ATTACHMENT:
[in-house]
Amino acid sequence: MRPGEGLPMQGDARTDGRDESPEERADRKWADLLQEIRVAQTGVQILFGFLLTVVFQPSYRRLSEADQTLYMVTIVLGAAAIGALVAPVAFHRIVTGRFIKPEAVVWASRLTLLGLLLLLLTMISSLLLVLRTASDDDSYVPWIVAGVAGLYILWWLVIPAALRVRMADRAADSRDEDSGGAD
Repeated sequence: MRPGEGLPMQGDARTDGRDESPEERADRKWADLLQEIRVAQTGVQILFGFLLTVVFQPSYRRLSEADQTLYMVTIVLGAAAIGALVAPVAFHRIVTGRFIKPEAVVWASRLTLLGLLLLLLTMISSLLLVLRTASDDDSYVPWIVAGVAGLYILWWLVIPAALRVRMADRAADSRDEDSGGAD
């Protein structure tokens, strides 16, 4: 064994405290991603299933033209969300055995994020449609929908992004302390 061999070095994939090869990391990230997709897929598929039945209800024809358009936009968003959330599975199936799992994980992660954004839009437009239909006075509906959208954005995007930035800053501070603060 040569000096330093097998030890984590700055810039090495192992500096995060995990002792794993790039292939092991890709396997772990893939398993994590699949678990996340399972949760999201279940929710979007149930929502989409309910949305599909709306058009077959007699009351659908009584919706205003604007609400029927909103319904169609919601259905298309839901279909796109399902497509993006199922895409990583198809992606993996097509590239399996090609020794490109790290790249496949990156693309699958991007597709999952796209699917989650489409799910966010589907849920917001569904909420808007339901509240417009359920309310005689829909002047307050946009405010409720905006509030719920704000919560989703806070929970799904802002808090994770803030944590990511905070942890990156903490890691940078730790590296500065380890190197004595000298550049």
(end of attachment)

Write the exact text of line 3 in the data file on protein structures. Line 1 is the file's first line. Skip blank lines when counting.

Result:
Repeated sequence: MRPGEGLPMQGDARTDGRDESPEERADRKWADLLQEIRVAQTGVQILFGFLLTVVFQPSYRRLSEADQTLYMVTIVLGAAAIGALVAPVAFHRIVTGRFIKPEAVVWASRLTLLGLLLLLLTMISSLLLVLRTASDDDSYVPWIVAGVAGLYILWWLVIPAALRVRMADRAADSRDEDSGGAD